"Stephen, sounds to me that what you have built is not a datawarehouse, rather a collection of source systems (clinical trials) on a level playing field in terms of storage technology, for the purpose of spitting out reports which each relate to one specific trial."
That is my point. It was indeed a DW, just not a DW/BI.
"You say that clinical data has no hierarchy. Clinical data might not, but clinical infomation surely does."
By my definition, data and information are exact synonyms. YMMV.
"Information, as far as I am concerned, is when data is brought together and structured in a way that facilitates decision making."
I would call that a report, or, more specifically, a report dataset.
"Data is just numbers. One number compared with another number (eg Target Weight Loss vs Actual Weight Loss, Revenue This Year vs Revenue Last Year, Blood sugar levels pre- vs post-trial) becomes information. This information could no doubt be classed in a hierachical fashion. Is there no one in your organisation that might want to analyse trial results of drugs relating to a particular bodily system, perhaps drilling down further to a particular organ, ultimately drilling down to specific disease/condition?"
Again, that is my point. I should have been more specific with the definition of hierarchy. Clinical subjects have clinical visits, where various data is collected. Some of the data belongs to the clinical subject, some to the clinical visit, so there's that hierarchy. However, there is no drill down hierarchy in clinical data. What you are talking about makes no sense. They do statistical analyses, which are very different from the slice and dice of financial or marketing data.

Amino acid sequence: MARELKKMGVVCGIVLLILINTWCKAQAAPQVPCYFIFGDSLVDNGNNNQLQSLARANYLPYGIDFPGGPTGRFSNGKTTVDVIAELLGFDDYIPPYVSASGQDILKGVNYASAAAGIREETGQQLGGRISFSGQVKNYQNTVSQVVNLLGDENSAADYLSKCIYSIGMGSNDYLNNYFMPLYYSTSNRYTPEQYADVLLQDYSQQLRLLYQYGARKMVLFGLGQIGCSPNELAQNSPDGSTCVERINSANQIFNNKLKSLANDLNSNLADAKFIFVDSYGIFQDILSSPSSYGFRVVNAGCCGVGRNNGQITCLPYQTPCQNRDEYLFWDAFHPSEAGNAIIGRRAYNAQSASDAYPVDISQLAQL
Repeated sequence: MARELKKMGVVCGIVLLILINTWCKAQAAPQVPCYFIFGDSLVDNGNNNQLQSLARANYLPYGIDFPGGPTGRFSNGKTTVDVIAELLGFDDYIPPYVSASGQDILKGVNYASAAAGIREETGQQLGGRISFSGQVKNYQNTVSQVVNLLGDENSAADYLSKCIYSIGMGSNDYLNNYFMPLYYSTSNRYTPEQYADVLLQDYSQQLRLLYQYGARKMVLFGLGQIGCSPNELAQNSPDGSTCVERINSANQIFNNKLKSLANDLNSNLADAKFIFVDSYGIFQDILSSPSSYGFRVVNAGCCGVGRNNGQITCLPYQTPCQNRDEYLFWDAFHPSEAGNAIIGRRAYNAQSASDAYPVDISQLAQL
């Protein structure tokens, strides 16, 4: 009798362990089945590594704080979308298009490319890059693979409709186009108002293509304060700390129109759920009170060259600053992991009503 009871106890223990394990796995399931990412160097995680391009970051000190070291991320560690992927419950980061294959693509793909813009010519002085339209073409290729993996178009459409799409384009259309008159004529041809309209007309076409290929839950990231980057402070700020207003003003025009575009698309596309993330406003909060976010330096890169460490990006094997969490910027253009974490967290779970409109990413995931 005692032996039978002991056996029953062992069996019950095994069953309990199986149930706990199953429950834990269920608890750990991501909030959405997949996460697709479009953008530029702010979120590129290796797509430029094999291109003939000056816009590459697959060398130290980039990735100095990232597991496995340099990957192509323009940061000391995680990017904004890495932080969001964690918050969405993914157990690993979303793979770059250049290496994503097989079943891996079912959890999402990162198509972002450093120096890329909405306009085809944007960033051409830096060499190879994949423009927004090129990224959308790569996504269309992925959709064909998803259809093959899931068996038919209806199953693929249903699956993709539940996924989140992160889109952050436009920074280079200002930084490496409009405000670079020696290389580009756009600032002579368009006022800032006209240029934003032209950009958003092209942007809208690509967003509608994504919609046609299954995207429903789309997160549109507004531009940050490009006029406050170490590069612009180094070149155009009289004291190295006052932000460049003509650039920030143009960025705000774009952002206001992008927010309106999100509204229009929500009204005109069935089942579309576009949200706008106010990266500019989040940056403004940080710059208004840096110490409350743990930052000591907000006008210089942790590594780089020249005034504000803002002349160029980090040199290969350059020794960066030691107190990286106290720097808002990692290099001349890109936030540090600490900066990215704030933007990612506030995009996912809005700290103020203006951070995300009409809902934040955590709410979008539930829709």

"Using a well structured datawarehouse, the user that wants to know this should be able to find it out pretty easily, without scouring through all the tables for each trial, which are all very much separate, despite residing perhaps in the same database."
The point of the clinical data warehouse was to enable reporting across trials. The current SAS reports did intra-trial reporting just fine.
"You say that the results are output as SAS datasets. This to me further highlights that you have designed a way to access very low-level data, and only low-level data."
Exactly. And I still hold that it is a datawarehouse, albeit w/o common BI functionality. Don't forget, you're not looking at BI-type information. You're looking at vital signs, alcohol history, arithmetic tests, creatinine levels, ECG's, etc.
"This is the key difference between your system and a datawarehouse. A DW/BI system may provide access this information if required, but will likely do so from a more top-down perspective. The executive user (or the poor sap preparing a report for your shareholders) might want to see 'Number of trials due for completion this year relating to heart disease', or 'Total Trials in Pipeline'. He/she may want to then find out what the trials are in the pipeline, then get further info on the trial itself if they want."
What you are talking about there is trial administration data, which does fit very well into the DW/BI model very well.
"I suspect that the failure of your project should not be blamed on the OLAP/BI framework, rather perhaps the DW consultant that did not correctly grasp the reporting needs of the target audience. They wanted reams of numbers, he wanted to give aggregated scorecards. A good consultant should have worked that part out very early on in the piece, thus being able to deliver what you wanted."
The DW didn't grasp the needs of the users, for sure, but the OLAP/BI framework was the wrong tool for the job.
My point in writing this was to show people that the DW/BI is not the only way to warehouse data.